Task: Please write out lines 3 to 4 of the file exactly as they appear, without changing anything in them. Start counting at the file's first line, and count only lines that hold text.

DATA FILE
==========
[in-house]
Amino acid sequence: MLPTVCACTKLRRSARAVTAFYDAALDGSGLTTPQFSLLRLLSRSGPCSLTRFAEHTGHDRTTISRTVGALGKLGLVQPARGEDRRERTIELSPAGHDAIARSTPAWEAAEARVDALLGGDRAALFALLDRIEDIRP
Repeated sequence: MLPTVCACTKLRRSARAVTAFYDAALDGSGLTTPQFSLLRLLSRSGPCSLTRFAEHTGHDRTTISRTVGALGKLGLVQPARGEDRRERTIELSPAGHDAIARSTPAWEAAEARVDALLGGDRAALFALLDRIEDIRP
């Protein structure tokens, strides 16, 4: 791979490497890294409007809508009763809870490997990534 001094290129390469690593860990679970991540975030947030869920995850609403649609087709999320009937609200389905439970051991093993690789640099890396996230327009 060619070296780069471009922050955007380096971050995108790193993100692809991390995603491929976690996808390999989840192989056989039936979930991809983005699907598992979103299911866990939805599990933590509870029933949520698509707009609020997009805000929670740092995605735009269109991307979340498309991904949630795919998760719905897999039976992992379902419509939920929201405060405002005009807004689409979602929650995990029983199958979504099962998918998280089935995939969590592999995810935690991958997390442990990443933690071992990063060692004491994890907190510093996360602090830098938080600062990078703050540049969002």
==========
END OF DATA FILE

Repeated sequence: MLPTVCACTKLRRSARAVTAFYDAALDGSGLTTPQFSLLRLLSRSGPCSLTRFAEHTGHDRTTISRTVGALGKLGLVQPARGEDRRERTIELSPAGHDAIARSTPAWEAAEARVDALLGGDRAALFALLDRIEDIRP
């Protein structure tokens, strides 16, 4: 791979490497890294409007809508009763809870490997990534 001094290129390469690593860990679970991540975030947030869920995850609403649609087709999320009937609200389905439970051991093993690789640099890396996230327009 060619070296780069471009922050955007380096971050995108790193993100692809991390995603491929976690996808390999989840192989056989039936979930991809983005699907598992979103299911866990939805599990933590509870029933949520698509707009609020997009805000929670740092995605735009269109991307979340498309991904949630795919998760719905897999039976992992379902419509939920929201405060405002005009807004689409979602929650995990029983199958979504099962998918998280089935995939969590592999995810935690991958997390442990990443933690071992990063060692004491994890907190510093996360602090830098938080600062990078703050540049969002």